Your first will? Don’t forget your pets

Your first will? Don’t forget your pets

You’re moving in together and it’s exciting! When you’re buying your first condo, you may decide to prepare a will. How about a clause to protect your animals?

January 13, 2020

It’s probably not at the top of your to-do list, but creating a will is a necessary step to protect the people—and pets—you love.

Judging from a survey about estate planning, conducted on behalf of BMO, 75% of pet parents feel that it is important to make arrangements for the ongoing care of their pet following their deaths. However, it also shows that only one third of pet owners have made such a provision, whether formal or informal. The report notes that our pets are increasingly considered members of the family so their needs should also be considered in the event of death or incapacity.

Without a plan for their care, parent-less pets are vulnerable to unhappy consequences. “If the family members can’t, or don’t want to take responsibility for the pet, it will be transferred to the SPCA,” explains Dr Sietske Rijnen from Creekside Animal Clinic in Vernon, British Columbia

The SPCA will assess a pet to see if it is adoptable. Pets face stress from losing their human companion as well as from possibly being placed in a kennel environment, a new home with new people or other animals. “Unfortunately, if your pet is elderly or has a medical condition, it may be deemed unadoptable and end up being humanely euthanized,” she adds.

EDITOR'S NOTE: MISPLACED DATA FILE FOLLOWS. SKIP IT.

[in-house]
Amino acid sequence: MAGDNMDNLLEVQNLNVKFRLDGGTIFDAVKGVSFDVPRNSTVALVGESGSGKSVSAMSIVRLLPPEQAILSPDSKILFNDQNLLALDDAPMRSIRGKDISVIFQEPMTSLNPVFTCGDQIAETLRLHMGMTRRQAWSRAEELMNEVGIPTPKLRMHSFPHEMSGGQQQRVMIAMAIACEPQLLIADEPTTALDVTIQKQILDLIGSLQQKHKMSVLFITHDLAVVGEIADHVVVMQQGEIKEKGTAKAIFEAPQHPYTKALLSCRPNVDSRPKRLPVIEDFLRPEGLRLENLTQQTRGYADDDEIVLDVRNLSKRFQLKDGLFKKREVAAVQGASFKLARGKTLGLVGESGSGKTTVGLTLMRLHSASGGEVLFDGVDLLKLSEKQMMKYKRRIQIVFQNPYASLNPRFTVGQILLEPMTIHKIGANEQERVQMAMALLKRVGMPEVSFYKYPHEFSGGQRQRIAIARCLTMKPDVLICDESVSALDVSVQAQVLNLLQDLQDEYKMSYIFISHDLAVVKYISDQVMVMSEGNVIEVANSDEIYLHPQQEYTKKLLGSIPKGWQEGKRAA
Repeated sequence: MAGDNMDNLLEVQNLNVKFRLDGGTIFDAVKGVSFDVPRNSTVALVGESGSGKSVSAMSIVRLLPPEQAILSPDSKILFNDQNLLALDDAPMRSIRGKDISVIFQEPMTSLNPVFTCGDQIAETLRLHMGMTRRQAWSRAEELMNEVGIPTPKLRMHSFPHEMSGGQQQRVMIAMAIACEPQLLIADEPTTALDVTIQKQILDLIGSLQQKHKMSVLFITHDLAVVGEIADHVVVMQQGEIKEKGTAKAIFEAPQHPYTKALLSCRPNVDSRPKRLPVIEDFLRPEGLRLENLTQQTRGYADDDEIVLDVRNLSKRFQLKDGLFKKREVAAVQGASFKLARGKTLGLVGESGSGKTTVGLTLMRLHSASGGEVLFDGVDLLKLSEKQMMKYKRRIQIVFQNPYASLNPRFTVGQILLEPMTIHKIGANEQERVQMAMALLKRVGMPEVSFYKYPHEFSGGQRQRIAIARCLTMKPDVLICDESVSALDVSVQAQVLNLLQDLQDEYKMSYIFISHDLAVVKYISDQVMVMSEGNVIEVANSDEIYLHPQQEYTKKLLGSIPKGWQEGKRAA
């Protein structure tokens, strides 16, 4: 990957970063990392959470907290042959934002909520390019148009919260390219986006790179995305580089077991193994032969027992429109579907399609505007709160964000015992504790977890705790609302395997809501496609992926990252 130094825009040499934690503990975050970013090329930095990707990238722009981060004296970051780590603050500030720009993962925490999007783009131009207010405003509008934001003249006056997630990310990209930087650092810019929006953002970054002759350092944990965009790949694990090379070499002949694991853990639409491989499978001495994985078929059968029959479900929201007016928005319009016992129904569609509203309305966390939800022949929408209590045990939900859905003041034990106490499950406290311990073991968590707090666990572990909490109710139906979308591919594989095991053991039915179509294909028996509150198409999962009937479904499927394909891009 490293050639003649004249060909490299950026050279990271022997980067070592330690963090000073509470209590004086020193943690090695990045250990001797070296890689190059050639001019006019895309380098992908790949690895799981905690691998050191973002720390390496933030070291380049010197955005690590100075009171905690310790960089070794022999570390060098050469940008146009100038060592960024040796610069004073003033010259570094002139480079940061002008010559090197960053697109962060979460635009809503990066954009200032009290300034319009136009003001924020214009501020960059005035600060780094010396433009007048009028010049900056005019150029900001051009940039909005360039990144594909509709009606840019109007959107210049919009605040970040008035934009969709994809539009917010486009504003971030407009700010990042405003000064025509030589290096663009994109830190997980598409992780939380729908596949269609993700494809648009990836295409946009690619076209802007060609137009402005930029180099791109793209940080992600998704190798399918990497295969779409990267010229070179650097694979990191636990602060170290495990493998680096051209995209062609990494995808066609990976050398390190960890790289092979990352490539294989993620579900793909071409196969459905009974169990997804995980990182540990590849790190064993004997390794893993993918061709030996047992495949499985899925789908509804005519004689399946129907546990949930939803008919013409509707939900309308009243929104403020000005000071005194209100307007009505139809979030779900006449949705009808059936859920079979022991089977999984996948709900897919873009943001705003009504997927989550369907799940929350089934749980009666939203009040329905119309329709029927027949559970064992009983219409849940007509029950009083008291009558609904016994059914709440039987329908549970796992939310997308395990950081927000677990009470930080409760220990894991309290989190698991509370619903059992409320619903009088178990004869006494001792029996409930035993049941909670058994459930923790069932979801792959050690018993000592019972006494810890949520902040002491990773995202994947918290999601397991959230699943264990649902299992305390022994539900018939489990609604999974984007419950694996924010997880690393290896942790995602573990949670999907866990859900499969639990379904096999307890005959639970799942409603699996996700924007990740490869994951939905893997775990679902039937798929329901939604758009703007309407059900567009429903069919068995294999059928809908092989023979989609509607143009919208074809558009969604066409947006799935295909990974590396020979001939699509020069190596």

Documenting your plan
Pet owners may have verbal agreements regarding custody, but potential legal issues can be avoided by putting them in writing. “It is rare for owners to have a documented plan in place regarding custody and/or designation of funds from the estate towards the pet,” says the veterinarian.

Sandra MacGregor is the exception. The divorced pet parent of 3 cats in Guelph, Ontario, travels internationally for work. She started to wonder about the fate of her felines should she no longer be around to care for them. “They mean the world to me,” MacGregor says. “The question of what would happen to them in the event of my death weighed heavily.”

She sought advice from a lawyer to revise her will and to designate funds from her estate for the continued care of her pets by a close friend. “It made me feel more at ease knowing they would be looked after,” MacGregor adds.

Evaluating options
Getting legal advice is key in any estate planning. “I make a point during a client consultation to ask if they have a pet. If so, we discuss options to help make informed decisions,” says Ted Flett, an estates, employment and civil litigation lawyer based in Toronto.

While it’s important to designate adoptive pet parents for re-homing a pet, Flett also recommends establishing a trust to help defray the costs of care, if possible. “The courts have recognized that ‘the love that humans can develop for their pets is no trivial matter,’” he explains. “Formal arrangements can be made in one’s will to give individuals peace of mind that their beloved pets will be cared for following their death.”



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